WHO warns against over-reaction to Omicron

Tedros Adhanom Ghebreyesus warned again over Omicron’s reaction.

The head of the World Health Organization (WHO) expressed concern on Tuesday that some countries are launching sweeping measures against the omicron coronavirus variant that may not be necessary and that African countries could be unfairly punished.

Tedros Adhanom Ghebreyesus said, “I understand all too well the concern of all countries to protect their citizens from a version that we do not yet fully understand.”

“But I am equally concerned that many member states are introducing blunt, blanket measures that are not evidence-based or effective in their own right, and which will only worsen inequalities.”

First reported in southern Africa a week ago, the variant has brought global alarm, led to travel restrictions, and highlighted the disparity between mass vaccination in wealthy countries and sparse vaccination in the developing world.

In remarks from a closed-door meeting posted on its website, the WHO’s Ethiopian chief urged the 194 member states to stick to “rational, proportionate” measures.

About the seriousness of Omicron and the effectiveness of the vaccines, Tedros said, there were still more questions than answers.

No deaths linked to Omicron have been reported so far, although the WHO has said it is at high risk of developing infection.

“Once again, I thank Botswana and South Africa for locating, sequencing and reporting this variant so rapidly,” Tedros said. “It deeply concerns me that those countries are now being punished by others for doing the right thing.”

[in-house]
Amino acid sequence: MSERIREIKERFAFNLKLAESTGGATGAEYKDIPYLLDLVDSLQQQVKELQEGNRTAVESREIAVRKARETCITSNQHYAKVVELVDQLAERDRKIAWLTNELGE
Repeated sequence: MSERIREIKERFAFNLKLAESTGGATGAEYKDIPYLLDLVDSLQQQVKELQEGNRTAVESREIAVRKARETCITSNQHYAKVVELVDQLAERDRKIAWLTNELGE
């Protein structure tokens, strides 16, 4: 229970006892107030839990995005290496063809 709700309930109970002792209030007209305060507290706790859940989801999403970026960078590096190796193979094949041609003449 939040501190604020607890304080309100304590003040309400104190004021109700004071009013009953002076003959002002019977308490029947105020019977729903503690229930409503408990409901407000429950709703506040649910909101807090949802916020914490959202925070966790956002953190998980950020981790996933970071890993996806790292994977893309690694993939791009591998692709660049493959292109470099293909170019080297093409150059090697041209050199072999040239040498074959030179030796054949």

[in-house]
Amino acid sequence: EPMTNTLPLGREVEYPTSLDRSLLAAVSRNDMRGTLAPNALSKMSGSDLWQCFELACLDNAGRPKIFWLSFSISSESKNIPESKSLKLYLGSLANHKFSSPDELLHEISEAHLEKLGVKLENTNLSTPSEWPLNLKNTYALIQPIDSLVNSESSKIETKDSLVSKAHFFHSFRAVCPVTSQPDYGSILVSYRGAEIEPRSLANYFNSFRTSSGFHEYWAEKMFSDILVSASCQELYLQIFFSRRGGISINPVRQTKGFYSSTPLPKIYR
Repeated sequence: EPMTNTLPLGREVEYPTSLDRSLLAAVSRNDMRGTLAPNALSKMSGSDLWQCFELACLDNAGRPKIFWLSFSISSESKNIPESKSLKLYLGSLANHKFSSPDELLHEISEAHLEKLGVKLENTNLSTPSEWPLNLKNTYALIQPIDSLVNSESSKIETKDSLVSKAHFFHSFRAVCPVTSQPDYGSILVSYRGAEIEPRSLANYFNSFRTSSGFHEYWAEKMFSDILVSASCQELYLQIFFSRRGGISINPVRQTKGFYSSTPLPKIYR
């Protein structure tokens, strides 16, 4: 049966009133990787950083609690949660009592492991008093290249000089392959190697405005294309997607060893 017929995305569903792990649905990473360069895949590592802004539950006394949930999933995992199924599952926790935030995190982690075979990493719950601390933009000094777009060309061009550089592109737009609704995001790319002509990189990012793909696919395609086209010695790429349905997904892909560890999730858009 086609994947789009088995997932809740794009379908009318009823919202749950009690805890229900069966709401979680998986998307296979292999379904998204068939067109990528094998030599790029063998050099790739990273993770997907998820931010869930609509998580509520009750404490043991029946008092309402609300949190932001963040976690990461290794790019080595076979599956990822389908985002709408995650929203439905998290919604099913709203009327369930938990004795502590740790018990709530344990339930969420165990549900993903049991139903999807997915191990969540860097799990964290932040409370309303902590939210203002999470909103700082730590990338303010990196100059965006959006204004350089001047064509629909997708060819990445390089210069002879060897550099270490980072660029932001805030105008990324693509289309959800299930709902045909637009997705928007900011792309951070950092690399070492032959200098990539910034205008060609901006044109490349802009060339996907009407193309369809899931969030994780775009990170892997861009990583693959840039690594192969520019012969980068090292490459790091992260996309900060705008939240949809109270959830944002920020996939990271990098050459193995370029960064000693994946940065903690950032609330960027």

‘knee-jerk reaction’

In the midst of a three-day WHO meeting of health ministers, the Namibian delegation on Tuesday expressed dismay at states imposing travel restrictions on southern Africa.

“This travel ban is a knee-jerk reaction based on politics, not science or the guidance of the WHO constitution,” it said. “Therefore we ask why is it that other states have (discovered) the variation in that individuals who have no travel history to southern Africa are exempted from this travel ban?”

Tanzania called for the immediate lifting of travel restrictions that are hurting tourism in the region, while Canada expressed gratitude for regional transparency.

Canada’s UN Ambassador in Geneva, Leslie Norton, said: “Transparent international cooperation, as demonstrated by the leadership of South African and South African scientists, who have rapidly and openly shared information on this new edition, Which is needed now more than ever.”

“Through your actions you have bought world time.”

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